A Matter Of Respectby Adam Carvell, Earlville, NYA significant issue that deals directly with the high-school environment is the use of Native Americans as mascots. Most of you probably know of at least one school in your area with such a mascot. These mascots have become a concern to both Native Americans and members of other races, due to their degrading nature.When a school, college, or professional sports team uses an entire racial group as its symbol or mascot, it maintains a stereotype. It says that they are less than human and an appropriate symbol for America's fun and games. These mascots make it more acceptable to maintain stereotypes about Native Americans, one of the most commonly misunderstood racial groups in the nation. Supporters of these mascots claim that the main focus is to honor Native Americans. However, it is hard to believe that mascots with names like the Redmen, Redskins, Scalping Braves, Marauders, or even Indians could still be intended to honor or show respect. Caricatures like Cleveland's Chief Wahoo or Atlanta's Chief Nocahoma (meant to read Knock-a-Homer) are utterly insulting and degrading. People think that it is acceptable for fans and cheerleaders to wear war paint and head dresses, but how would those same people react if the cheerleaders and fans put on blackface and cheered for the Cleveland Negroes?We, as a generation, are falling into a trend of increased apathy and intolerance. Racism and bigotry are becoming increasingly widespread. Hate groups are reaching record membership levels, and our generation is too willing to sit back and accept whatever happens. We should be willing to take a stand, to recognize what is right and just, and fight for a worthy cause. ?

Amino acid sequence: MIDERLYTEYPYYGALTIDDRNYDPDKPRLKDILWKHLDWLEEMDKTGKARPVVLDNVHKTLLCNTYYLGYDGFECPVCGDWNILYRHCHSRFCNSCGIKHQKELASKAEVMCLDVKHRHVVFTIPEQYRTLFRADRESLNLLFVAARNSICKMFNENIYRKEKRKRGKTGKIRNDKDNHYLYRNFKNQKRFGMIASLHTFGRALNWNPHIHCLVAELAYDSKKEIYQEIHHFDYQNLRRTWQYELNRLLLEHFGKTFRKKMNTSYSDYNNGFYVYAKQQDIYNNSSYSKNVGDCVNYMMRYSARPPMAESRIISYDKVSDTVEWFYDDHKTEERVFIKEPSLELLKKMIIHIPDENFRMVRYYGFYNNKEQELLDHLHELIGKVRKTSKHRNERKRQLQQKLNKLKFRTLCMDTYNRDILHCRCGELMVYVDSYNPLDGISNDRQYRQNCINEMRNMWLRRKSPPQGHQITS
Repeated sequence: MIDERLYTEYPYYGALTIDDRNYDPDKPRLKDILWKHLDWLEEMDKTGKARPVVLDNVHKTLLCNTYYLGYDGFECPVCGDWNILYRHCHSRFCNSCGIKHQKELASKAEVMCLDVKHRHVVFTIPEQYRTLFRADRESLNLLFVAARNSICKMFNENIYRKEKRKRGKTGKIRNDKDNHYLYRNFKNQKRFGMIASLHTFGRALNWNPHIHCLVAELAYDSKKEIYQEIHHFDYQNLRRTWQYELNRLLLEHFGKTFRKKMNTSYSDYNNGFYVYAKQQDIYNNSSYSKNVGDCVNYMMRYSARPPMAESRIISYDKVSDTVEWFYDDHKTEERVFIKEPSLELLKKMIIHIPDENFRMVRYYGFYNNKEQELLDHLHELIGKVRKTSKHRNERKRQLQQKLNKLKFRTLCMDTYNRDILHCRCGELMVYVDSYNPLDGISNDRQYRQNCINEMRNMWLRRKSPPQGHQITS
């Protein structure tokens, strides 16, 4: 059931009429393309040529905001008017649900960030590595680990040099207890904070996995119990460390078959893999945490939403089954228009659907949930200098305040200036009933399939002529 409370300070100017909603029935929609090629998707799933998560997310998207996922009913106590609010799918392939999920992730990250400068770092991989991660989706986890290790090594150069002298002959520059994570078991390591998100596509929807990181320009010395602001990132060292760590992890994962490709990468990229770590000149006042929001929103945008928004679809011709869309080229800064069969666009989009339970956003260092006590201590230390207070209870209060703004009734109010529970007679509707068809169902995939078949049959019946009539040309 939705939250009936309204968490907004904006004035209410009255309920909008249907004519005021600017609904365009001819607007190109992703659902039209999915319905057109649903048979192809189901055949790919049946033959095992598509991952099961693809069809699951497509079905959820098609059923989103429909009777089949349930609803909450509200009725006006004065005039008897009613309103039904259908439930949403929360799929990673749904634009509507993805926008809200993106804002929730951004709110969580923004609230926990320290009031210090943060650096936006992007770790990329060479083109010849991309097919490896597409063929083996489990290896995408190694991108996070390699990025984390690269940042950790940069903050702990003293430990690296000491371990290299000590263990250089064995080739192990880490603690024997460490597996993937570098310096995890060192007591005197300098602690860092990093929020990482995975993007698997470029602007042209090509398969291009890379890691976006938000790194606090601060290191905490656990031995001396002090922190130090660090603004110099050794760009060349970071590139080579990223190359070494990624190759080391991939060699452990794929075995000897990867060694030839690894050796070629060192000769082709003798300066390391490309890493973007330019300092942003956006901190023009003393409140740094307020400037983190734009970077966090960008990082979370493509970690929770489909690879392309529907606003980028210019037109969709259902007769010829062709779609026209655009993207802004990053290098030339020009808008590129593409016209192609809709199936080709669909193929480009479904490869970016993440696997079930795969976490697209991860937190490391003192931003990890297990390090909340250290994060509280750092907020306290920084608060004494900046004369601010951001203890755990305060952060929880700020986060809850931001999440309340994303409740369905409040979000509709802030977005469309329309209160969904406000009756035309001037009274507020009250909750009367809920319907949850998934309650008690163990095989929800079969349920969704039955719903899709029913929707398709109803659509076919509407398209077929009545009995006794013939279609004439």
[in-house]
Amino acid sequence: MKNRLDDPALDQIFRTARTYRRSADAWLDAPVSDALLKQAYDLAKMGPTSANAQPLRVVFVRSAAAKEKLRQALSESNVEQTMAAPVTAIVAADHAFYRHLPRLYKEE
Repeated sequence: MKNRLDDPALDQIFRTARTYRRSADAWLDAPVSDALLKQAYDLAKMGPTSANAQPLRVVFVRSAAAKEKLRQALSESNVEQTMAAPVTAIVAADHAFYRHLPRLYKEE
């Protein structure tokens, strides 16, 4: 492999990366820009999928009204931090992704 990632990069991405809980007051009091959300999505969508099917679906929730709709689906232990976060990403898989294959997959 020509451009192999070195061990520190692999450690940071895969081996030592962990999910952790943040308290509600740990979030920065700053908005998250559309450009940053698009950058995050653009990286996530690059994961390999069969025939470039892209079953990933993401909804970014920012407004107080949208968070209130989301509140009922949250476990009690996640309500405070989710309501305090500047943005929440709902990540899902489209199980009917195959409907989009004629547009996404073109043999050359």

This piece has been published in Teen Ink’s monthly print magazine.